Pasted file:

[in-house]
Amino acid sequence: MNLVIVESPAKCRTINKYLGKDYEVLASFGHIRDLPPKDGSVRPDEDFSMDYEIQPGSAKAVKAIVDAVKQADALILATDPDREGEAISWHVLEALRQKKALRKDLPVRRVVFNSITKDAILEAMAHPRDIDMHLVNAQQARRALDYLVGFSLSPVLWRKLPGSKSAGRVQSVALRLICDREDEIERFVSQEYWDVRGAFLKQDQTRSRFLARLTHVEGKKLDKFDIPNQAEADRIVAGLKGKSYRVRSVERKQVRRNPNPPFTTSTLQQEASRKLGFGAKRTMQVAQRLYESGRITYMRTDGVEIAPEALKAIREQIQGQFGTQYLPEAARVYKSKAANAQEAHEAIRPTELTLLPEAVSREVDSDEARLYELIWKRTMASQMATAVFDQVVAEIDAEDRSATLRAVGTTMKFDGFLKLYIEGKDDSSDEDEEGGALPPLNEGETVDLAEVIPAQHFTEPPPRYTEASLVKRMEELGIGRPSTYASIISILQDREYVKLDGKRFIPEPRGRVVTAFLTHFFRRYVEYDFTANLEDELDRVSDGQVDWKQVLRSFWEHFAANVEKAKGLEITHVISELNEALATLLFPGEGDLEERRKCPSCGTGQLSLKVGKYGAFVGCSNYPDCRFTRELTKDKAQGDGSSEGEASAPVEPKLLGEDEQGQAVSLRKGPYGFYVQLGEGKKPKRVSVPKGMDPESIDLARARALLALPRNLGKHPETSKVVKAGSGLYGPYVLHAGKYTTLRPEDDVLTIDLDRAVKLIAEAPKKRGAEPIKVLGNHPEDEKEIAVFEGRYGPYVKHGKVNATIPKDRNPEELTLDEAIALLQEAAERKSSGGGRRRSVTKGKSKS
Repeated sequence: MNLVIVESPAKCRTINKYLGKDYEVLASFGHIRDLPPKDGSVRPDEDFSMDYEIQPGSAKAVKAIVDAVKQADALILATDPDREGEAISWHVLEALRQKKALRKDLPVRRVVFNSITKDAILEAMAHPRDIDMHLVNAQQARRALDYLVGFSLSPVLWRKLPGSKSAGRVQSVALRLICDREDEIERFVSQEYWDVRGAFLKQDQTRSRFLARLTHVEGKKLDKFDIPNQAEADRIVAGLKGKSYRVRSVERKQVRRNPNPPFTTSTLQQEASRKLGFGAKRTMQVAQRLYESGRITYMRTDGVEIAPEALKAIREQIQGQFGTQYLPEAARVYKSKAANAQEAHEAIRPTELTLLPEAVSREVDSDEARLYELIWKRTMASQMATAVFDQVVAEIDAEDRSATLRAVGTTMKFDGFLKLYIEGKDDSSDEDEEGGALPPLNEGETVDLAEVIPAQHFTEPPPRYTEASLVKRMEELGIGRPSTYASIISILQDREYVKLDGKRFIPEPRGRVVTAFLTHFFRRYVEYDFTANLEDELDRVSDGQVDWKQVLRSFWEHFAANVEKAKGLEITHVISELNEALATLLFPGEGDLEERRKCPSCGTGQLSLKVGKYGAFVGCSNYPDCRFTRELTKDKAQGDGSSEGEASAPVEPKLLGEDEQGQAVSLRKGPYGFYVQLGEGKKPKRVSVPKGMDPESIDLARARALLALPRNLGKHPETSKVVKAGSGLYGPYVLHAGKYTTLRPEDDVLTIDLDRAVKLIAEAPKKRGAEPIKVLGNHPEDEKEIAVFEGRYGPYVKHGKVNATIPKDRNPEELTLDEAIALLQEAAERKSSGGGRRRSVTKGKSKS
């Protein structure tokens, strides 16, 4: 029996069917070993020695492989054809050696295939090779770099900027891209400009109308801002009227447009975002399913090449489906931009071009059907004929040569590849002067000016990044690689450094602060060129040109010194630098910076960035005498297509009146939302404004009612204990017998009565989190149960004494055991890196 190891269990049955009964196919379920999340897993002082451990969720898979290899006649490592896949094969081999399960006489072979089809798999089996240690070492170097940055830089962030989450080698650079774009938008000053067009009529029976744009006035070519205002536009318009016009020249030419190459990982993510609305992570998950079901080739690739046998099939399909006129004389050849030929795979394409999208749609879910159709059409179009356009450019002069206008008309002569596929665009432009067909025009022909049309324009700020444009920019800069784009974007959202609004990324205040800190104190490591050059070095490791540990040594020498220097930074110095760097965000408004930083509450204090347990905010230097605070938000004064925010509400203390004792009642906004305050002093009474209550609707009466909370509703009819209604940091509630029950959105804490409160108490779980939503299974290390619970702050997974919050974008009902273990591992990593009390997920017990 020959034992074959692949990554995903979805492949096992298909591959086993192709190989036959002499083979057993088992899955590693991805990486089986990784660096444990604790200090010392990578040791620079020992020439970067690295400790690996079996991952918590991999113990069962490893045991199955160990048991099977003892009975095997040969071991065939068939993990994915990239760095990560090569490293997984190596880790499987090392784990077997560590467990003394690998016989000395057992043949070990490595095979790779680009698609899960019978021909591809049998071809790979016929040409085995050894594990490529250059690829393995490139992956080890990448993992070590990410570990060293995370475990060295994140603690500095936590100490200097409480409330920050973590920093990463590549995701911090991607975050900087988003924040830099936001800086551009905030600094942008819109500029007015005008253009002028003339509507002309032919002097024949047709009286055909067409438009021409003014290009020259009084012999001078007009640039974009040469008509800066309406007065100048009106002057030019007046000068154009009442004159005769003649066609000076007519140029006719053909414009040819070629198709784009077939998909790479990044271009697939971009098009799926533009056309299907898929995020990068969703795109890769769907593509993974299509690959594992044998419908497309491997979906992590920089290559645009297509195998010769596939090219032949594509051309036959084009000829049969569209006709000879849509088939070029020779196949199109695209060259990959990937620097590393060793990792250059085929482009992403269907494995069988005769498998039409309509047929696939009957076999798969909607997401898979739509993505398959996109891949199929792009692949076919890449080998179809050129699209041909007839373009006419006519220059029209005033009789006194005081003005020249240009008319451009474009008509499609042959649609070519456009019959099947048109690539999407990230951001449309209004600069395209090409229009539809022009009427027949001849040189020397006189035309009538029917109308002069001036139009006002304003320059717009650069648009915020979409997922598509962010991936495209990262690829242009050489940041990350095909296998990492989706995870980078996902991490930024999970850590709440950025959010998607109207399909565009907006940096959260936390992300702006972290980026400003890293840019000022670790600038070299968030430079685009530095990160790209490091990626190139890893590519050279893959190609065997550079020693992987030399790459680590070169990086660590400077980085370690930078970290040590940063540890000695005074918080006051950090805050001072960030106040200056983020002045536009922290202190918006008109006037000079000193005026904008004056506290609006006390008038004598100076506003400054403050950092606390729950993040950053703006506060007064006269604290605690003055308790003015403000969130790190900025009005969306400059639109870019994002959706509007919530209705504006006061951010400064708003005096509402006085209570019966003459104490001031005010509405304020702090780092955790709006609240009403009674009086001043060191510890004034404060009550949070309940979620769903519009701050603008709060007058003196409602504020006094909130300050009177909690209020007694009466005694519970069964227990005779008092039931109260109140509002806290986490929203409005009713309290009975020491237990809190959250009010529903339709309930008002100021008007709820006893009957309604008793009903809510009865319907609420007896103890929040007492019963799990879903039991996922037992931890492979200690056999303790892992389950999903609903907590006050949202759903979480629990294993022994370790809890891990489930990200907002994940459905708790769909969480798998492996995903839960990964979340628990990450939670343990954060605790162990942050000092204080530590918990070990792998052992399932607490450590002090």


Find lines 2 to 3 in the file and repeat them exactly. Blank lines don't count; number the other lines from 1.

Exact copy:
Amino acid sequence: MNLVIVESPAKCRTINKYLGKDYEVLASFGHIRDLPPKDGSVRPDEDFSMDYEIQPGSAKAVKAIVDAVKQADALILATDPDREGEAISWHVLEALRQKKALRKDLPVRRVVFNSITKDAILEAMAHPRDIDMHLVNAQQARRALDYLVGFSLSPVLWRKLPGSKSAGRVQSVALRLICDREDEIERFVSQEYWDVRGAFLKQDQTRSRFLARLTHVEGKKLDKFDIPNQAEADRIVAGLKGKSYRVRSVERKQVRRNPNPPFTTSTLQQEASRKLGFGAKRTMQVAQRLYESGRITYMRTDGVEIAPEALKAIREQIQGQFGTQYLPEAARVYKSKAANAQEAHEAIRPTELTLLPEAVSREVDSDEARLYELIWKRTMASQMATAVFDQVVAEIDAEDRSATLRAVGTTMKFDGFLKLYIEGKDDSSDEDEEGGALPPLNEGETVDLAEVIPAQHFTEPPPRYTEASLVKRMEELGIGRPSTYASIISILQDREYVKLDGKRFIPEPRGRVVTAFLTHFFRRYVEYDFTANLEDELDRVSDGQVDWKQVLRSFWEHFAANVEKAKGLEITHVISELNEALATLLFPGEGDLEERRKCPSCGTGQLSLKVGKYGAFVGCSNYPDCRFTRELTKDKAQGDGSSEGEASAPVEPKLLGEDEQGQAVSLRKGPYGFYVQLGEGKKPKRVSVPKGMDPESIDLARARALLALPRNLGKHPETSKVVKAGSGLYGPYVLHAGKYTTLRPEDDVLTIDLDRAVKLIAEAPKKRGAEPIKVLGNHPEDEKEIAVFEGRYGPYVKHGKVNATIPKDRNPEELTLDEAIALLQEAAERKSSGGGRRRSVTKGKSKS
Repeated sequence: MNLVIVESPAKCRTINKYLGKDYEVLASFGHIRDLPPKDGSVRPDEDFSMDYEIQPGSAKAVKAIVDAVKQADALILATDPDREGEAISWHVLEALRQKKALRKDLPVRRVVFNSITKDAILEAMAHPRDIDMHLVNAQQARRALDYLVGFSLSPVLWRKLPGSKSAGRVQSVALRLICDREDEIERFVSQEYWDVRGAFLKQDQTRSRFLARLTHVEGKKLDKFDIPNQAEADRIVAGLKGKSYRVRSVERKQVRRNPNPPFTTSTLQQEASRKLGFGAKRTMQVAQRLYESGRITYMRTDGVEIAPEALKAIREQIQGQFGTQYLPEAARVYKSKAANAQEAHEAIRPTELTLLPEAVSREVDSDEARLYELIWKRTMASQMATAVFDQVVAEIDAEDRSATLRAVGTTMKFDGFLKLYIEGKDDSSDEDEEGGALPPLNEGETVDLAEVIPAQHFTEPPPRYTEASLVKRMEELGIGRPSTYASIISILQDREYVKLDGKRFIPEPRGRVVTAFLTHFFRRYVEYDFTANLEDELDRVSDGQVDWKQVLRSFWEHFAANVEKAKGLEITHVISELNEALATLLFPGEGDLEERRKCPSCGTGQLSLKVGKYGAFVGCSNYPDCRFTRELTKDKAQGDGSSEGEASAPVEPKLLGEDEQGQAVSLRKGPYGFYVQLGEGKKPKRVSVPKGMDPESIDLARARALLALPRNLGKHPETSKVVKAGSGLYGPYVLHAGKYTTLRPEDDVLTIDLDRAVKLIAEAPKKRGAEPIKVLGNHPEDEKEIAVFEGRYGPYVKHGKVNATIPKDRNPEELTLDEAIALLQEAAERKSSGGGRRRSVTKGKSKS